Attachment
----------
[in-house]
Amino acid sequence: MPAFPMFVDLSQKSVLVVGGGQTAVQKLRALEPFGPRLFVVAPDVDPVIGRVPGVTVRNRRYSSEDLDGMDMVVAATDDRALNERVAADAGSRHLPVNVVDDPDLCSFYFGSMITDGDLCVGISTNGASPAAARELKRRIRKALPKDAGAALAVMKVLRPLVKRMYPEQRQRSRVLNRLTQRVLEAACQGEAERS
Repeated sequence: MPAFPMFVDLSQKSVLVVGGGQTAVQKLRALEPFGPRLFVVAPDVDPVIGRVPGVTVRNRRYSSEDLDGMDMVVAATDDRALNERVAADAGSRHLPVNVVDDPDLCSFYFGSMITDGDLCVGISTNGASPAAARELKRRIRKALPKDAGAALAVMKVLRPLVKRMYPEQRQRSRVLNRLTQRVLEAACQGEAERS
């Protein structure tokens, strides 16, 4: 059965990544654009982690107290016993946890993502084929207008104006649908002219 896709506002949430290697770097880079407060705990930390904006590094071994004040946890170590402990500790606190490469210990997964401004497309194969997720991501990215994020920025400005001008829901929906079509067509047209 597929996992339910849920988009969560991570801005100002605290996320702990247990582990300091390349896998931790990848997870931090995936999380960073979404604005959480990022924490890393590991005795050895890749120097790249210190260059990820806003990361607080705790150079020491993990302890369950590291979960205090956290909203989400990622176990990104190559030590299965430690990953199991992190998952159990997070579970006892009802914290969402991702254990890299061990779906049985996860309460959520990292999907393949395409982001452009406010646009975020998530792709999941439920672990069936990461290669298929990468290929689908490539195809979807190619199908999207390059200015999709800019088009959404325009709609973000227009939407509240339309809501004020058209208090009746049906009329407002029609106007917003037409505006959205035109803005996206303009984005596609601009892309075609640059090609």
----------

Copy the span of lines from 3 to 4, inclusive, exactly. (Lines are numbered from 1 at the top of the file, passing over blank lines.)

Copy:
Repeated sequence: MPAFPMFVDLSQKSVLVVGGGQTAVQKLRALEPFGPRLFVVAPDVDPVIGRVPGVTVRNRRYSSEDLDGMDMVVAATDDRALNERVAADAGSRHLPVNVVDDPDLCSFYFGSMITDGDLCVGISTNGASPAAARELKRRIRKALPKDAGAALAVMKVLRPLVKRMYPEQRQRSRVLNRLTQRVLEAACQGEAERS
């Protein structure tokens, strides 16, 4: 059965990544654009982690107290016993946890993502084929207008104006649908002219 896709506002949430290697770097880079407060705990930390904006590094071994004040946890170590402990500790606190490469210990997964401004497309194969997720991501990215994020920025400005001008829901929906079509067509047209 597929996992339910849920988009969560991570801005100002605290996320702990247990582990300091390349896998931790990848997870931090995936999380960073979404604005959480990022924490890393590991005795050895890749120097790249210190260059990820806003990361607080705790150079020491993990302890369950590291979960205090956290909203989400990622176990990104190559030590299965430690990953199991992190998952159990997070579970006892009802914290969402991702254990890299061990779906049985996860309460959520990292999907393949395409982001452009406010646009975020998530792709999941439920672990069936990461290669298929990468290929689908490539195809979807190619199908999207390059200015999709800019088009959404325009709609973000227009939407509240339309809501004020058209208090009746049906009329407002029609106007917003037409505006959205035109803005996206303009984005596609601009892309075609640059090609």